Europe could force Google to pay for news

Led Zeppelin: Did the jury get it right?
Led Zeppelin: Did the jury get it right?

Europe is one step closer to passing new copyright legislation that has been criticized by major tech companies and internet pioneers.

The law, which was approved Wednesday by a committee of the European Parliament, would require companies like Google (GOOGL) to pay for showing snippets of news stories. Social media platforms such as Facebook (FB) would need to install filters to prevent users from uploading copyrighted material.

Critics of the proposed law include World Wide Web creator Tim Berners-Lee and Wikipedia founder Jimmy Wales.

Their big worry is that it will restrict freedom of expression and prevent internet users from sharing content they've created. Some warn that the bill could even put an end to internet memes.

"[The proposed law] takes an unprecedented step towards the transformation of the internet from an open platform for sharing and innovation, into a tool for the automated surveillance and control of its users," Berners-Lee, Wales and other critics wrote in a letter to the European Parliament President Antonio Tajani.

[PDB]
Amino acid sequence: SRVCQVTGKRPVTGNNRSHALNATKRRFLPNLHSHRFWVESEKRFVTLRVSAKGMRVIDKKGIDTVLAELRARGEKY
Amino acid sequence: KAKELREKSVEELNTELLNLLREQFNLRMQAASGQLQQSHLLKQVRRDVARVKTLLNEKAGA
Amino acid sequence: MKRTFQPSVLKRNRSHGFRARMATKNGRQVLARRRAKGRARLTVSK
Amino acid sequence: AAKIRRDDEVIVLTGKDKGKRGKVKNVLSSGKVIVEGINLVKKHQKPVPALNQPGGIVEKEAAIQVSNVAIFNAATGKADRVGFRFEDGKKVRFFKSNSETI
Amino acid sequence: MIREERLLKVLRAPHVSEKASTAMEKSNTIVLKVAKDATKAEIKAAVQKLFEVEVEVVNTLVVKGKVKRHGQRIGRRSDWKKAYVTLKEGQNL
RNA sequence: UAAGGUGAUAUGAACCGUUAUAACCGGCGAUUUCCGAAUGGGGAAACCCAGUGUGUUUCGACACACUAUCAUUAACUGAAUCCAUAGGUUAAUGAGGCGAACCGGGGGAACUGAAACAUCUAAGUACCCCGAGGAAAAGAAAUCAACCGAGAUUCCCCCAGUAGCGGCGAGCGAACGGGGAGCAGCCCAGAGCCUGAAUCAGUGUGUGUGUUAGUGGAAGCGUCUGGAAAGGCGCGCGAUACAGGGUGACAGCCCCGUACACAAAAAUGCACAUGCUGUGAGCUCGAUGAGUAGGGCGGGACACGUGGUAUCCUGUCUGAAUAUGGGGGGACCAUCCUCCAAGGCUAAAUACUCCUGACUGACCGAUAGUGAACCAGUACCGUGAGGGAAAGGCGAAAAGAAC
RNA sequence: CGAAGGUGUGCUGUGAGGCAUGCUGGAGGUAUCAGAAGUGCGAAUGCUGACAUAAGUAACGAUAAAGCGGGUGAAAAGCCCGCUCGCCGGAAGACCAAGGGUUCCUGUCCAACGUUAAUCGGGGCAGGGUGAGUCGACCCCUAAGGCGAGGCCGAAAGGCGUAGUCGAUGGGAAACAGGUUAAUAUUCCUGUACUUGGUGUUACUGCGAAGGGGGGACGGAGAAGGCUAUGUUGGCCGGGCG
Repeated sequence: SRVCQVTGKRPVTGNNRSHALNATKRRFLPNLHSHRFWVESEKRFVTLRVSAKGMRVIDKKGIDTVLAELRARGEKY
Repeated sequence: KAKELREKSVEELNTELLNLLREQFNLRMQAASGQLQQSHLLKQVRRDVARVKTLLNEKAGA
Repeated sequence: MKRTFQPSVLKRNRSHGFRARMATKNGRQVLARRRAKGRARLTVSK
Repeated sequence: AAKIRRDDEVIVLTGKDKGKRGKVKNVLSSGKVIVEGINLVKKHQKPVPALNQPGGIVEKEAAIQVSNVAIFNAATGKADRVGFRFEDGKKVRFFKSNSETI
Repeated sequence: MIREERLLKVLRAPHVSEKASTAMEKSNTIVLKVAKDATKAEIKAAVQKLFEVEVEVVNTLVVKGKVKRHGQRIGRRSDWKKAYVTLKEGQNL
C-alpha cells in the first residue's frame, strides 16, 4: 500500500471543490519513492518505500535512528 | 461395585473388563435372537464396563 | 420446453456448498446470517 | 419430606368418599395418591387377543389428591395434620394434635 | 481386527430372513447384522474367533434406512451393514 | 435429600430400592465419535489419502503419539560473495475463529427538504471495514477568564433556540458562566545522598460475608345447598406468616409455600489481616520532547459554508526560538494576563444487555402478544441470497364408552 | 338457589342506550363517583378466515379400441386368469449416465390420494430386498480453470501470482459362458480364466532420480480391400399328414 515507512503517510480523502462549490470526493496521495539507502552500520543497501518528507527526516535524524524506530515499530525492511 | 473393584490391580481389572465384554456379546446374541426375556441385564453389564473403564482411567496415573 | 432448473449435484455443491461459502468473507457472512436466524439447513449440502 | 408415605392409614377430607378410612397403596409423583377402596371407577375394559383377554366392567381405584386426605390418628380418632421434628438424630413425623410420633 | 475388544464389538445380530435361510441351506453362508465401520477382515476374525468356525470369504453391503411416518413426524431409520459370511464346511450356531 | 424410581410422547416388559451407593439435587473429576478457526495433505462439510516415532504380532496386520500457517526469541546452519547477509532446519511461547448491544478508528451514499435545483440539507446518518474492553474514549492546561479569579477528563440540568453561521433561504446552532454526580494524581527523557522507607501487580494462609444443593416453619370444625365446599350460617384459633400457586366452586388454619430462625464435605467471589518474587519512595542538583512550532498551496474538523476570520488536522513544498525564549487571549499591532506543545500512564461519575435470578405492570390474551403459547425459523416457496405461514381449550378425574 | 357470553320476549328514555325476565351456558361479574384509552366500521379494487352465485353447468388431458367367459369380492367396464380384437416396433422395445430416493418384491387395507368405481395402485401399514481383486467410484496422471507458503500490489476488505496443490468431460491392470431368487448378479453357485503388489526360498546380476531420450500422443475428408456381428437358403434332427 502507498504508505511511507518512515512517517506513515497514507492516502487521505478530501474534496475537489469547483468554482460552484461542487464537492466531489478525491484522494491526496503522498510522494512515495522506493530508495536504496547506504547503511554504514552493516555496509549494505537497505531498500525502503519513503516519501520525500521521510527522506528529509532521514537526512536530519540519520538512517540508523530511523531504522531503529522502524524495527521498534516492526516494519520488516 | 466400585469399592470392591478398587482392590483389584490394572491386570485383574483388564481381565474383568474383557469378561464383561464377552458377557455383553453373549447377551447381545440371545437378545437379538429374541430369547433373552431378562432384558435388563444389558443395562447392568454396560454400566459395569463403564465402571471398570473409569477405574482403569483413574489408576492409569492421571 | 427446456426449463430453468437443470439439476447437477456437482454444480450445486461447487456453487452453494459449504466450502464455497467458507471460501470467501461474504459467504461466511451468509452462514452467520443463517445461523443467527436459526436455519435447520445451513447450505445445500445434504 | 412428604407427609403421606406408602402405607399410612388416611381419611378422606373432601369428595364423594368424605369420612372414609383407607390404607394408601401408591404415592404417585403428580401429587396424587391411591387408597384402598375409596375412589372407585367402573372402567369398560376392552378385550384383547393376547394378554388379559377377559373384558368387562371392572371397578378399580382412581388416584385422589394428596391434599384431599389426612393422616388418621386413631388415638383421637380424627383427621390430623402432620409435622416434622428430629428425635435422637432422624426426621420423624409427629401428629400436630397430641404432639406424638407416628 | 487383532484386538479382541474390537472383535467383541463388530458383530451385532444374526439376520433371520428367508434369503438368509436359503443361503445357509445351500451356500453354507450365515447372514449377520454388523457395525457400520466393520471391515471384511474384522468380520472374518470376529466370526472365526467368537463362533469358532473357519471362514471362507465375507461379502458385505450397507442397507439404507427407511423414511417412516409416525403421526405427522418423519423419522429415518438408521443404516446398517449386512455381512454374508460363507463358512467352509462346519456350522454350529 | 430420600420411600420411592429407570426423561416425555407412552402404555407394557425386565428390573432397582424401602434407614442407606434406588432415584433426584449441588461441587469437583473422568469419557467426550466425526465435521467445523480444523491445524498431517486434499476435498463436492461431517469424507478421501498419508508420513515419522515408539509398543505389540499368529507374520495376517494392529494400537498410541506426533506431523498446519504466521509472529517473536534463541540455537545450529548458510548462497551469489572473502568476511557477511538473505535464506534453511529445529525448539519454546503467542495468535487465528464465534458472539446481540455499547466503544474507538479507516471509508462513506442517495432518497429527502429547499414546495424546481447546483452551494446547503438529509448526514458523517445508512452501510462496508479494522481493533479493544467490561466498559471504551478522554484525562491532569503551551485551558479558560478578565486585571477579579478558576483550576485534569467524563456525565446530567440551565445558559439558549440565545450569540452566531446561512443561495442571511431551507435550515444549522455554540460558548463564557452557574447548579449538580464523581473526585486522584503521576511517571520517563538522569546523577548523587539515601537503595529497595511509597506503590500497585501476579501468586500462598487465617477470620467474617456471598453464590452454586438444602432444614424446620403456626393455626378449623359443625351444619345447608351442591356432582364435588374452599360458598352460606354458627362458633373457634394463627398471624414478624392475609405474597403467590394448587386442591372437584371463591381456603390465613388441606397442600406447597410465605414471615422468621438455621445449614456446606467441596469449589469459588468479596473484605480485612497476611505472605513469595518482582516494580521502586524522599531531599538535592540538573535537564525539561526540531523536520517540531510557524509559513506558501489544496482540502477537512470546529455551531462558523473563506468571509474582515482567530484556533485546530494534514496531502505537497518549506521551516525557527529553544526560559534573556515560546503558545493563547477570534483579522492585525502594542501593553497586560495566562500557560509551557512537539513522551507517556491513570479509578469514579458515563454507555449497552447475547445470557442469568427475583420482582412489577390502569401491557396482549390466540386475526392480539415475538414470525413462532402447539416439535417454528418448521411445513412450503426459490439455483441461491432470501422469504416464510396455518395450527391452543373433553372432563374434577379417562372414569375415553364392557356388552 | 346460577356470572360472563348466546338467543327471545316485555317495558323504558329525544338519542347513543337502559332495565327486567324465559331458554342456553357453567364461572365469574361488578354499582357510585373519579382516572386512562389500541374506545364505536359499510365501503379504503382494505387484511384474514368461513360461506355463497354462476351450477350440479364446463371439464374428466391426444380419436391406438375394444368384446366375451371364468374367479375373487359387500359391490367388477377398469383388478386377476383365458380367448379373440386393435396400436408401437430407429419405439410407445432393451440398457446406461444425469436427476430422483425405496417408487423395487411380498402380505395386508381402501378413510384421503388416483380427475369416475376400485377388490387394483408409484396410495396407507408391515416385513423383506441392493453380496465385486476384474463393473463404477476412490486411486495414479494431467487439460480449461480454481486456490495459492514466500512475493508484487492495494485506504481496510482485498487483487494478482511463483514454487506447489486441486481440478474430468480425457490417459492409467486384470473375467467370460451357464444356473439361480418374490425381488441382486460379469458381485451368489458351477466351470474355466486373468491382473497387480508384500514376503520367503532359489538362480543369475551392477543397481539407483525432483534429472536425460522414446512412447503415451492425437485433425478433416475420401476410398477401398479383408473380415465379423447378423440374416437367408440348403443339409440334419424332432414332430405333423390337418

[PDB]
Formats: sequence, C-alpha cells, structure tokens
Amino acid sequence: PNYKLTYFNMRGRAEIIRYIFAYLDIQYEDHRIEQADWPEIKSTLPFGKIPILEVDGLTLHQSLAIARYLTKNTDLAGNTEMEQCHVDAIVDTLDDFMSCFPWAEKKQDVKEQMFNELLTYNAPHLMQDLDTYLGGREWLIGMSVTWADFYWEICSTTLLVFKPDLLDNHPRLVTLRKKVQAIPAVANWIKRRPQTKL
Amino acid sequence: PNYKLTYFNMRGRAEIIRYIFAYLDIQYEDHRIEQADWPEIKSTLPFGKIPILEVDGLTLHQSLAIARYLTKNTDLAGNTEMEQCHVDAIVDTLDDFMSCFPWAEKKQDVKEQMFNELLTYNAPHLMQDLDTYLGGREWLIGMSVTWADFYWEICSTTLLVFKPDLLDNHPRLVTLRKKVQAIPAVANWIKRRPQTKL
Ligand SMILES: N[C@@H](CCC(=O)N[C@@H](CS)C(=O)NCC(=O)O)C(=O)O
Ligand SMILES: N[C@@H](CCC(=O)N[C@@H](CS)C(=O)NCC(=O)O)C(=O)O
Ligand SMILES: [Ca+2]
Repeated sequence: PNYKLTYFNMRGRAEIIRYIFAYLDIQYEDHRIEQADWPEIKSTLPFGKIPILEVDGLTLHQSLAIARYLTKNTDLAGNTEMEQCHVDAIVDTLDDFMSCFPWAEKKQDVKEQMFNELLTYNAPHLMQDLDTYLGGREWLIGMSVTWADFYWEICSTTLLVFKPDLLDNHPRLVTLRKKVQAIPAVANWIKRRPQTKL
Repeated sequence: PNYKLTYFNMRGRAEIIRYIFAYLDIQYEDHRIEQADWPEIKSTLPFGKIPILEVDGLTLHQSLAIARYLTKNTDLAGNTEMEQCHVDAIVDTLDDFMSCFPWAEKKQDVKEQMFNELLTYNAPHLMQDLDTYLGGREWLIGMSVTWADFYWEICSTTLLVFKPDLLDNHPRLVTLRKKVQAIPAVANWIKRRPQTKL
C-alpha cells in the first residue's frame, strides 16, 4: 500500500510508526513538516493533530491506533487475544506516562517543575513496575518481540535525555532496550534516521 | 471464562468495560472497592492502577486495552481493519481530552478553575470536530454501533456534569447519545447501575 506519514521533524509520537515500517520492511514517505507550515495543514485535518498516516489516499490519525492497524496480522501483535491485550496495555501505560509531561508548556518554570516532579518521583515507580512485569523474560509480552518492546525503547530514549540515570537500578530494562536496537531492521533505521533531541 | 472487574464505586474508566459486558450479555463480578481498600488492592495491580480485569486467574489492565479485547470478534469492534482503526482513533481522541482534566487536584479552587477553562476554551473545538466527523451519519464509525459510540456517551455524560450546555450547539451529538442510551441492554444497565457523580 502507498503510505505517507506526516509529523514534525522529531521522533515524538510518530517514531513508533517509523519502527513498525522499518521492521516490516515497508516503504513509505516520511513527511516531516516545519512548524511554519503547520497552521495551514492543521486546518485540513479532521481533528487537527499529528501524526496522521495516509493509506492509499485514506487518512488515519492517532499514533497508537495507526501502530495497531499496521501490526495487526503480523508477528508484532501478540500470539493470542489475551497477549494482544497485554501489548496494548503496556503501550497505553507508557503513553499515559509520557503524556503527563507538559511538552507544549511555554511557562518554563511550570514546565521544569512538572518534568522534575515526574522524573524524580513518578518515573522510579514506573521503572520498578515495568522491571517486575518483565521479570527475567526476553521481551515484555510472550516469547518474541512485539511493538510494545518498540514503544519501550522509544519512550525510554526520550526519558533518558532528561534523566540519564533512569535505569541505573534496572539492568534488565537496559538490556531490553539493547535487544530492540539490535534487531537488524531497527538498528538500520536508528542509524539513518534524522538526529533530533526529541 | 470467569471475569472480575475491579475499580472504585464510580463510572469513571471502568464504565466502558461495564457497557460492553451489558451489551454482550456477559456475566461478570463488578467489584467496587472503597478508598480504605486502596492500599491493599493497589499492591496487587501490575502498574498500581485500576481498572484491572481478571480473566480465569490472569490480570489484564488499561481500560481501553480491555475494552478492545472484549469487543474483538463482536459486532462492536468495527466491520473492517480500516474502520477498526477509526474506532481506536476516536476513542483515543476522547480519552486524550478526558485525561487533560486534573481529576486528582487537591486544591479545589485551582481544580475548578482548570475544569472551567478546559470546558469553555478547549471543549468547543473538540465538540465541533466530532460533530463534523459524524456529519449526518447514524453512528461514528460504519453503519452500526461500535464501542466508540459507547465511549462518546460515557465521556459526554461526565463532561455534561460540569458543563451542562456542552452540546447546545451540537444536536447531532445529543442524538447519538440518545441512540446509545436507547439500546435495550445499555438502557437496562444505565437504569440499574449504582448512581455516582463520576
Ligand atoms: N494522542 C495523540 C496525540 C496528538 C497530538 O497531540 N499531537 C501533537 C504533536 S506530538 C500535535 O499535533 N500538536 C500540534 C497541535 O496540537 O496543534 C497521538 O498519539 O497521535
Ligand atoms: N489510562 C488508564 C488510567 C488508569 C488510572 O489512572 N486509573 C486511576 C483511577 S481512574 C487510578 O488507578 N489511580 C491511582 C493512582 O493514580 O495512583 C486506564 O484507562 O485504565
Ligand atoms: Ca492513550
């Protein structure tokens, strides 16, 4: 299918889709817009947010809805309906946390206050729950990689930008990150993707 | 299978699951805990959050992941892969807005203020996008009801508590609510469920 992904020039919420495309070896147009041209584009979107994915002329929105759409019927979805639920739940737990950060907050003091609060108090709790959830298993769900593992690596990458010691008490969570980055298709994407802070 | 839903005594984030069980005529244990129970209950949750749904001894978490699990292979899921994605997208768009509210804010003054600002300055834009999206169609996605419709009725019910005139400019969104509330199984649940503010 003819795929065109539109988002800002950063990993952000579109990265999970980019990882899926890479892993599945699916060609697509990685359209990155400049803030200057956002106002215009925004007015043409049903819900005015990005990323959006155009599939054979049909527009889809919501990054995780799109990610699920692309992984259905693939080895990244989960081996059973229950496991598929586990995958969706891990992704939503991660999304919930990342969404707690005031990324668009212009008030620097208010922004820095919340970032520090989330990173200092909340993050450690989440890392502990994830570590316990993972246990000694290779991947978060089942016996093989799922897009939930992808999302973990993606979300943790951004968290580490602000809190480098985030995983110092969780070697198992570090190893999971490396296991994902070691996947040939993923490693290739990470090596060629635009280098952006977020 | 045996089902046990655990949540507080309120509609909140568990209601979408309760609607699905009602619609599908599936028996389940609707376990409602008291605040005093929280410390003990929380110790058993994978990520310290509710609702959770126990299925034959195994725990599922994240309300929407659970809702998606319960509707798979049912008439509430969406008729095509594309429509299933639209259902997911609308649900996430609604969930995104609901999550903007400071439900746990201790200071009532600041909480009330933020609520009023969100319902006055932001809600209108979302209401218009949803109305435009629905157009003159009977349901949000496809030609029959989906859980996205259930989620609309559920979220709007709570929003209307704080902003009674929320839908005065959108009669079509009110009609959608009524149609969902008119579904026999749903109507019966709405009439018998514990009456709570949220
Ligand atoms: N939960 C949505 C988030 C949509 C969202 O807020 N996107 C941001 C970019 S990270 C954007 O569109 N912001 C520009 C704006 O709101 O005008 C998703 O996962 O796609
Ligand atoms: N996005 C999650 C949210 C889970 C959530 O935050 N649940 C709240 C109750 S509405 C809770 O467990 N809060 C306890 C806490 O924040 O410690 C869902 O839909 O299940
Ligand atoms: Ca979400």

Major tech companies have also lobbied against the proposal. Google said that if implemented, the law would prevent it from sending traffic to news publishers via search and Google News.

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The European Union says the new rules are necessary because existing copyright laws have been in place since 2001 and are outdated. On top of that, the current regulations are not enforced consistently across the bloc.

It said new rules will ensure that artists and publishers could benefit from online activity.

"News publishers and artists, especially the smaller ones, are not getting paid due to the practices of powerful online content-sharing platforms and news aggregators," said Axel Voss, the lawmaker responsible for the legislation. "This is wrong and we aim to redress it."

The Independent Music Companies Association welcomed the vote. Its executive chair Helen Smith said the new law presented "a once-in-a-generation opportunity to create a new balance in the online world."

"It is about copyright and making sure creators and their partners get a fair share of the value they create," she said.

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One major potential hurdle remains: Lawmakers opposed to the legislation are hoping to force a vote of the full parliament next month.

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